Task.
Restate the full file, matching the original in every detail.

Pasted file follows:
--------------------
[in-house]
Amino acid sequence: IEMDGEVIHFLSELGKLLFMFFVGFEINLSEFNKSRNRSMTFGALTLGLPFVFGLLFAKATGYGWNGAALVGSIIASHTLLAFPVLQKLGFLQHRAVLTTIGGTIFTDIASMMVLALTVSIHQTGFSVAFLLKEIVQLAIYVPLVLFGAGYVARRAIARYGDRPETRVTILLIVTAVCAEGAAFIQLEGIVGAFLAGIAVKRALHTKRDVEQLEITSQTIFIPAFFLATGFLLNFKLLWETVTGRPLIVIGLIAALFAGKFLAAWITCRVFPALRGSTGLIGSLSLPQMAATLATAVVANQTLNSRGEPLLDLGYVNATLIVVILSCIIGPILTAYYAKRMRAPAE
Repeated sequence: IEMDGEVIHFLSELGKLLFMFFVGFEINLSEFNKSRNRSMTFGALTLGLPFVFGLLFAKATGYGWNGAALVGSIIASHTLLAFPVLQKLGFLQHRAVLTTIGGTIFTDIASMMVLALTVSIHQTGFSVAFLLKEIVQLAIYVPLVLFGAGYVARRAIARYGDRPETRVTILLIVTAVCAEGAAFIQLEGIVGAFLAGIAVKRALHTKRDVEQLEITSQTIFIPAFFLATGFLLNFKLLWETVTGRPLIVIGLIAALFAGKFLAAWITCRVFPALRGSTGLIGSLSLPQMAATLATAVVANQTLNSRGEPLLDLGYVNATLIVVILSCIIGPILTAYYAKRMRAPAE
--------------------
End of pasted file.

[in-house]
Amino acid sequence: IEMDGEVIHFLSELGKLLFMFFVGFEINLSEFNKSRNRSMTFGALTLGLPFVFGLLFAKATGYGWNGAALVGSIIASHTLLAFPVLQKLGFLQHRAVLTTIGGTIFTDIASMMVLALTVSIHQTGFSVAFLLKEIVQLAIYVPLVLFGAGYVARRAIARYGDRPETRVTILLIVTAVCAEGAAFIQLEGIVGAFLAGIAVKRALHTKRDVEQLEITSQTIFIPAFFLATGFLLNFKLLWETVTGRPLIVIGLIAALFAGKFLAAWITCRVFPALRGSTGLIGSLSLPQMAATLATAVVANQTLNSRGEPLLDLGYVNATLIVVILSCIIGPILTAYYAKRMRAPAE
Repeated sequence: IEMDGEVIHFLSELGKLLFMFFVGFEINLSEFNKSRNRSMTFGALTLGLPFVFGLLFAKATGYGWNGAALVGSIIASHTLLAFPVLQKLGFLQHRAVLTTIGGTIFTDIASMMVLALTVSIHQTGFSVAFLLKEIVQLAIYVPLVLFGAGYVARRAIARYGDRPETRVTILLIVTAVCAEGAAFIQLEGIVGAFLAGIAVKRALHTKRDVEQLEITSQTIFIPAFFLATGFLLNFKLLWETVTGRPLIVIGLIAALFAGKFLAAWITCRVFPALRGSTGLIGSLSLPQMAATLATAVVANQTLNSRGEPLLDLGYVNATLIVVILSCIIGPILTAYYAKRMRAPAE